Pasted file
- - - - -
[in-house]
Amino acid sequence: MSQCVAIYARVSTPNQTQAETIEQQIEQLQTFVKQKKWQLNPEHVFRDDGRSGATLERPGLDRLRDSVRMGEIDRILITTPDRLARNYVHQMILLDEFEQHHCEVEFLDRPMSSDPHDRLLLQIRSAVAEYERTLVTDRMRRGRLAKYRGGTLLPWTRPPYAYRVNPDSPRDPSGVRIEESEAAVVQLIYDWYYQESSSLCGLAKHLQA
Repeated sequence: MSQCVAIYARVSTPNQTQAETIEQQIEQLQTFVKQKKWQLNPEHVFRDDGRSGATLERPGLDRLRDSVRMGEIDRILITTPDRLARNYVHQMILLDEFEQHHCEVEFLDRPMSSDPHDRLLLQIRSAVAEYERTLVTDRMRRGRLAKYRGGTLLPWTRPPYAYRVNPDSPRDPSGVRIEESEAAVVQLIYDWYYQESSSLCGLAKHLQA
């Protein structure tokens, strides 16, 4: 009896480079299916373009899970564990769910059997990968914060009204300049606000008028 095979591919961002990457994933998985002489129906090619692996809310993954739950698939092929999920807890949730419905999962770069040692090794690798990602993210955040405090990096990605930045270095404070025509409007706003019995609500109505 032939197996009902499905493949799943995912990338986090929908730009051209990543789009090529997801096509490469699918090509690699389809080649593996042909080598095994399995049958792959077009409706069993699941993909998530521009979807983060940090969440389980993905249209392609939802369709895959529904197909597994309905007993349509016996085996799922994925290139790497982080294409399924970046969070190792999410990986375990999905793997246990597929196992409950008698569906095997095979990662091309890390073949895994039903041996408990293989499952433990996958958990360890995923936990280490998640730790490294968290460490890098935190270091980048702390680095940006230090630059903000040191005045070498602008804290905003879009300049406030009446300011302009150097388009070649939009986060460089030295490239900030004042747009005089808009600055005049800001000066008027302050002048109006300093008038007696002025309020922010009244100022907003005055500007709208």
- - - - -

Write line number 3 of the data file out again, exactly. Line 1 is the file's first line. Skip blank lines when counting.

Repeated sequence: MSQCVAIYARVSTPNQTQAETIEQQIEQLQTFVKQKKWQLNPEHVFRDDGRSGATLERPGLDRLRDSVRMGEIDRILITTPDRLARNYVHQMILLDEFEQHHCEVEFLDRPMSSDPHDRLLLQIRSAVAEYERTLVTDRMRRGRLAKYRGGTLLPWTRPPYAYRVNPDSPRDPSGVRIEESEAAVVQLIYDWYYQESSSLCGLAKHLQA